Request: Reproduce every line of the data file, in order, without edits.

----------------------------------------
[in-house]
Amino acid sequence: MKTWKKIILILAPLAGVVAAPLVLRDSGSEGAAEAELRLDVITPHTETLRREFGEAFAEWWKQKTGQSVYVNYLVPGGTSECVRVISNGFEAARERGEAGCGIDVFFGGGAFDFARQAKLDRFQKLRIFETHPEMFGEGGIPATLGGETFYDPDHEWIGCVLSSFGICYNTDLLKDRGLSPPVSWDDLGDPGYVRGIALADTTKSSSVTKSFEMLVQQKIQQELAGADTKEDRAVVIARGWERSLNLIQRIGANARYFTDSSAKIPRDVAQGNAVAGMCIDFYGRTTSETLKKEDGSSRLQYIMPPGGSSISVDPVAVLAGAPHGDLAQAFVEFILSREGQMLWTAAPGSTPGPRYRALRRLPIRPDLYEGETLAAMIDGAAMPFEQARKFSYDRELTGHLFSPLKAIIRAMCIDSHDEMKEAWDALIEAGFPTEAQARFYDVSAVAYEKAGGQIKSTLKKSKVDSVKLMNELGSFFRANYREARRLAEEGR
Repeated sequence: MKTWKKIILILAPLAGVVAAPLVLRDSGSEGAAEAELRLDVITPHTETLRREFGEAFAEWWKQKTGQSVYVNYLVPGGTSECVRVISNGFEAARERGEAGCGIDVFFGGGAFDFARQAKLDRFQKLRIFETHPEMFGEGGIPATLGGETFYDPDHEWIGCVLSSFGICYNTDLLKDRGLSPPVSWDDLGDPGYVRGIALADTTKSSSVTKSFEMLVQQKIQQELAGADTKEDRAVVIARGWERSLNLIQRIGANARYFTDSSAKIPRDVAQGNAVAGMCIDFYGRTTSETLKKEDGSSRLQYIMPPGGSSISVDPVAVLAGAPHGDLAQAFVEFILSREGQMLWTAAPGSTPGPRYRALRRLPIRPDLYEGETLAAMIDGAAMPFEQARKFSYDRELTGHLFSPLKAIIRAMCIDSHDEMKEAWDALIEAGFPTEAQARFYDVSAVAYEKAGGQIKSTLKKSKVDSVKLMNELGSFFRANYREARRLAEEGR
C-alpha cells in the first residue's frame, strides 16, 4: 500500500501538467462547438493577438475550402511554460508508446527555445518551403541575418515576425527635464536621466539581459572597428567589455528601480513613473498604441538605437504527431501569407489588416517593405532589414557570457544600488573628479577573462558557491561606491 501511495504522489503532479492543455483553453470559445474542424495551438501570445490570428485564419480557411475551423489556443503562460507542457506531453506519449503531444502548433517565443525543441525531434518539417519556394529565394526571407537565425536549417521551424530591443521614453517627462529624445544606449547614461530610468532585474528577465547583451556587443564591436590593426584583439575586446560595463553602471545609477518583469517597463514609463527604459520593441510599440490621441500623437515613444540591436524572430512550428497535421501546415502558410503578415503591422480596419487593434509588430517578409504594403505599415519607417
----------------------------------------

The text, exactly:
[in-house]
Amino acid sequence: MKTWKKIILILAPLAGVVAAPLVLRDSGSEGAAEAELRLDVITPHTETLRREFGEAFAEWWKQKTGQSVYVNYLVPGGTSECVRVISNGFEAARERGEAGCGIDVFFGGGAFDFARQAKLDRFQKLRIFETHPEMFGEGGIPATLGGETFYDPDHEWIGCVLSSFGICYNTDLLKDRGLSPPVSWDDLGDPGYVRGIALADTTKSSSVTKSFEMLVQQKIQQELAGADTKEDRAVVIARGWERSLNLIQRIGANARYFTDSSAKIPRDVAQGNAVAGMCIDFYGRTTSETLKKEDGSSRLQYIMPPGGSSISVDPVAVLAGAPHGDLAQAFVEFILSREGQMLWTAAPGSTPGPRYRALRRLPIRPDLYEGETLAAMIDGAAMPFEQARKFSYDRELTGHLFSPLKAIIRAMCIDSHDEMKEAWDALIEAGFPTEAQARFYDVSAVAYEKAGGQIKSTLKKSKVDSVKLMNELGSFFRANYREARRLAEEGR
Repeated sequence: MKTWKKIILILAPLAGVVAAPLVLRDSGSEGAAEAELRLDVITPHTETLRREFGEAFAEWWKQKTGQSVYVNYLVPGGTSECVRVISNGFEAARERGEAGCGIDVFFGGGAFDFARQAKLDRFQKLRIFETHPEMFGEGGIPATLGGETFYDPDHEWIGCVLSSFGICYNTDLLKDRGLSPPVSWDDLGDPGYVRGIALADTTKSSSVTKSFEMLVQQKIQQELAGADTKEDRAVVIARGWERSLNLIQRIGANARYFTDSSAKIPRDVAQGNAVAGMCIDFYGRTTSETLKKEDGSSRLQYIMPPGGSSISVDPVAVLAGAPHGDLAQAFVEFILSREGQMLWTAAPGSTPGPRYRALRRLPIRPDLYEGETLAAMIDGAAMPFEQARKFSYDRELTGHLFSPLKAIIRAMCIDSHDEMKEAWDALIEAGFPTEAQARFYDVSAVAYEKAGGQIKSTLKKSKVDSVKLMNELGSFFRANYREARRLAEEGR
C-alpha cells in the first residue's frame, strides 16, 4: 500500500501538467462547438493577438475550402511554460508508446527555445518551403541575418515576425527635464536621466539581459572597428567589455528601480513613473498604441538605437504527431501569407489588416517593405532589414557570457544600488573628479577573462558557491561606491 501511495504522489503532479492543455483553453470559445474542424495551438501570445490570428485564419480557411475551423489556443503562460507542457506531453506519449503531444502548433517565443525543441525531434518539417519556394529565394526571407537565425536549417521551424530591443521614453517627462529624445544606449547614461530610468532585474528577465547583451556587443564591436590593426584583439575586446560595463553602471545609477518583469517597463514609463527604459520593441510599440490621441500623437515613444540591436524572430512550428497535421501546415502558410503578415503591422480596419487593434509588430517578409504594403505599415519607417